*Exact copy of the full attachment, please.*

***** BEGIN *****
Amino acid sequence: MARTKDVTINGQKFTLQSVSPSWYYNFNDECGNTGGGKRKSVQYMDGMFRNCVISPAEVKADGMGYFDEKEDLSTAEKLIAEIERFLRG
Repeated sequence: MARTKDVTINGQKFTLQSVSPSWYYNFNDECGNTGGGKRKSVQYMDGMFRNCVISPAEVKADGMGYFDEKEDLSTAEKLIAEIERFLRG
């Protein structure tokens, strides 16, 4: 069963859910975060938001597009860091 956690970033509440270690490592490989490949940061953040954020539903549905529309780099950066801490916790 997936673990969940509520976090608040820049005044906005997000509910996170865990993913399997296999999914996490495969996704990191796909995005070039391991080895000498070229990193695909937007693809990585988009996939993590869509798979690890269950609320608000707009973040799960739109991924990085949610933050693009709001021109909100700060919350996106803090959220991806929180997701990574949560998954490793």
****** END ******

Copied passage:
Amino acid sequence: MARTKDVTINGQKFTLQSVSPSWYYNFNDECGNTGGGKRKSVQYMDGMFRNCVISPAEVKADGMGYFDEKEDLSTAEKLIAEIERFLRG
Repeated sequence: MARTKDVTINGQKFTLQSVSPSWYYNFNDECGNTGGGKRKSVQYMDGMFRNCVISPAEVKADGMGYFDEKEDLSTAEKLIAEIERFLRG
């Protein structure tokens, strides 16, 4: 069963859910975060938001597009860091 956690970033509440270690490592490989490949940061953040954020539903549905529309780099950066801490916790 997936673990969940509520976090608040820049005044906005997000509910996170865990993913399997296999999914996490495969996704990191796909995005070039391991080895000498070229990193695909937007693809990585988009996939993590869509798979690890269950609320608000707009973040799960739109991924990085949610933050693009709001021109909100700060919350996106803090959220991806929180997701990574949560998954490793």